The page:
“The Lego Ninjago Movie”: The Longest Commercial You Will Ever See
By: Beatriz Mourad
A nameless boy, bland enough to be a fill-in for all young boys in the audience, opens “The Lego Ninjago Movie” by entering an ambiguously Asian antique store. He meets Mr. Liu, played by Jackie Chan, and they bond over a Lego ninja figure that is conveniently in Mr. Liu’s possession. Without being prompted, Mr. Liu recounts the legend of Ninjago and his spoken tale quickly transitions into the familiar animated world of Legos.
For anyone with access to Google, warning alarms should already be going off. Ninjas are Japanese. Jackie Chan is not. It seems Hollywood can’t (or won’t) escape the clutches of orientalism. But hey, it’s only the first scene. The movie should be able to win the audience back with its strengths, right?
Animation is a tedious and expensive process. Months of tireless work may only result in minutes of footage. Although all films are collaborative in nature, animated films are particularly team-based ventures. Unlike live-action projects that have the world to use as a backdrop, animated films must create everything out of nothing.
From pagoda-skyscraper hybrids that only have seconds of screen time to sunlight and how it reflects on the flowing body of water surrounding a city, filmmakers must make the artificial come to life. Such a task is daunting, liberating and unfathomable to achieve alone, which is why end credits are filled with the names of writers, animators, storyboard artists, even baristas.
With so many creative minds on board, an animated film should rarely go wrong. But if that were true, we wouldn’t have “The Emoji Movie.” Although “The Lego Ninjago Movie” does not sink to such lows, the only positive aspect of the film is its animation. It continues the style of past Lego films, embracing the movements and visual details of Lego figures, but also adds stunning environments outside the world of plastic that surprisingly don’t clash with the characters’ signature yellow.
Like its predecessors, however, “The Lego Ninjago Movie” needs to justify its existence beyond the pecuniary motives of the Lego brand in order to succeed. Only through its plot and characters can the film prove itself as more than a byproduct of capitalism.
And it doesn’t.
As a strange mesh of “Power Rangers,” “Star Wars,” “The Karate Kid” and feudal Japan, the movie focuses on the life of Lloyd Garmadon, who lives in the city Ninjago. His absent father, Lord Garmadon, constantly attacks the city in hopes to one day rule as its leader. City dwellers blame Lloyd for his father’s invasions, which usually leave parts of the city in ruin. Unknown to them, Lloyd is one of six members of the secret ninja force, a team of mecha-controlling ninjas who protect the city from Garmadon.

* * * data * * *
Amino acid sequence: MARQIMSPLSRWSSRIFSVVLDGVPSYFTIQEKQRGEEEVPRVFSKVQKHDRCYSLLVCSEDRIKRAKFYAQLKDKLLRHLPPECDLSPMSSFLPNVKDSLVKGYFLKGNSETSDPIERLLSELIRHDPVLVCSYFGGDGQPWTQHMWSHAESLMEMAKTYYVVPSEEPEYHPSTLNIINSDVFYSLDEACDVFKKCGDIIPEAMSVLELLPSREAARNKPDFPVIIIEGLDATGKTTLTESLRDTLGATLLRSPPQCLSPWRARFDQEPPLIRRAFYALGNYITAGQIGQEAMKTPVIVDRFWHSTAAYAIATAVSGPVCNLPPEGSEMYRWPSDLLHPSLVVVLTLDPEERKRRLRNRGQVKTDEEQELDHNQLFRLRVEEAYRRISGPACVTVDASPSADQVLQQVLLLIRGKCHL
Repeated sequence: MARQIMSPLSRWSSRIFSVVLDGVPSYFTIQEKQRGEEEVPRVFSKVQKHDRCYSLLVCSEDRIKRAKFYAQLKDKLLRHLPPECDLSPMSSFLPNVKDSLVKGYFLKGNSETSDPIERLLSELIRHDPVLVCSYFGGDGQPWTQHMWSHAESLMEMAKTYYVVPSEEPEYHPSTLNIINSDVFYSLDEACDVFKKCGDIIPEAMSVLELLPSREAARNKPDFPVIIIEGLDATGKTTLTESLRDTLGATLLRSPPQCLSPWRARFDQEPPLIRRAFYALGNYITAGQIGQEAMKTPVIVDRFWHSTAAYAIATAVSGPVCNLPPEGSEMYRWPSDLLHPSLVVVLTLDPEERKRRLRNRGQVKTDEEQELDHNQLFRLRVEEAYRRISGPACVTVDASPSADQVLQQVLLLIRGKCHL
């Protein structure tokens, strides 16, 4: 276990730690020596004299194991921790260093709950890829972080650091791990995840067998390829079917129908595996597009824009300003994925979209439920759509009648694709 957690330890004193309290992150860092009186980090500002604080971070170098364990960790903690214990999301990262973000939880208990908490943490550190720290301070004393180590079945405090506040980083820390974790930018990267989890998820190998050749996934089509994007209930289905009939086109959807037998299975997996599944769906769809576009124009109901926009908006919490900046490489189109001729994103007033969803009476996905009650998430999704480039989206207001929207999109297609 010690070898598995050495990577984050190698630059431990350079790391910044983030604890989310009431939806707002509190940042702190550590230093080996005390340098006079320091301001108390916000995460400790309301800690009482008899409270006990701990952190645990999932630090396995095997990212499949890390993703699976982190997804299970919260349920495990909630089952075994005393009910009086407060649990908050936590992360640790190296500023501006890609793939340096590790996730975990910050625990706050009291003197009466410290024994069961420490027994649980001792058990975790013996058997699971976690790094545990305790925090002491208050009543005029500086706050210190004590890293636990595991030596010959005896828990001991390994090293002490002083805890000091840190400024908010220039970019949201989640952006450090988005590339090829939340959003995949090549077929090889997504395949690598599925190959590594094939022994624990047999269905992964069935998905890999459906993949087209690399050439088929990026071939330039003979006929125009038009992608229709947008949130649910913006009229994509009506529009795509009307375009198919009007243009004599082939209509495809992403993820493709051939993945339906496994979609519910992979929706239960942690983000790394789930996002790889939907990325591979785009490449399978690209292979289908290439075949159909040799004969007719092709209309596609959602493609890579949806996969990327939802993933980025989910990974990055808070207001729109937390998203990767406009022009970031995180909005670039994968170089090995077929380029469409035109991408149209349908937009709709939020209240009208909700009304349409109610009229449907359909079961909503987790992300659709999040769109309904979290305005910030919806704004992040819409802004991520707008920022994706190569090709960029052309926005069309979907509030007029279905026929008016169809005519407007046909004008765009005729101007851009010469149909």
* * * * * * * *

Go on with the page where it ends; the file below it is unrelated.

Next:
Lloyd is the Green Ninja. The other ninjas are unimportant. That is why “The Lego Ninjago Movie” fails. In the words of the film’s superior predecessor, “The Lego Movie,” Lloyd is portrayed as “the special.” Yet by the end of the film, a contradicting message is presented: Anyone, even the most ordinary, can save the day.
Although Lloyd hints at feeling inadequate, his feelings are drowned out and forgotten by the film as it centers the entire plot around Lloyd’s relationship with his father, makes Lloyd not only the leader of his team but also the only person capable of doing anything and showcases Lloyd’s dragon mecha as the most powerful and uniquely designed mecha of all. So, when Lloyd is celebrated for being ordinary, audiences can’t help but feel confused.
Imagine “Star Wars,” unchanged except for one additional scene at the end where Ben Kenobi’s force ghost tells Luke Skywalker that there is no Chosen One, that anyone could have saved the galaxy like he did. Given what we know of Luke and his story, such a scene makes no sense. “The Lego Ninjago Movie” relies heavily on these conflicting ideas.
Had Lloyd been a compelling protagonist and his relationship with his father been more than a predictable punchline, the film’s emphasis on Lloyd could have paid off. However, like all other aspects of the film (remember the orientalism?), he lacks complexity and authenticity. Both Lloyd and Lord Garmadon are uninspiring derivatives of archetypes that refuse to engage with any form of commentary.
Except for a lie, “The Lego Ninjago Movie” has nothing to say.
The film could have still been entertaining in spite of all these weaknesses, but even its action sequences are dull. Rather than showcasing each character’s mastery of combat and piloting, mecha duels feel like checklists of “things tie-in action figures can do.” Based on what we see, they can’t do much. The film even has a jingle that plays whenever anything remotely exciting happens, another reminder of the film’s true purpose.
The film ends back at the antique store with Mr. Liu and the nameless young boy. In a continuance of derivatives, Mr. Liu follows the path of Mr. Miyagi and offers to train the boy. In what, the film doesn’t say.
This superficiality cements what “The Lego Ninjago Movie” has been from the start: an expensive toy commercial full of promises but no substance.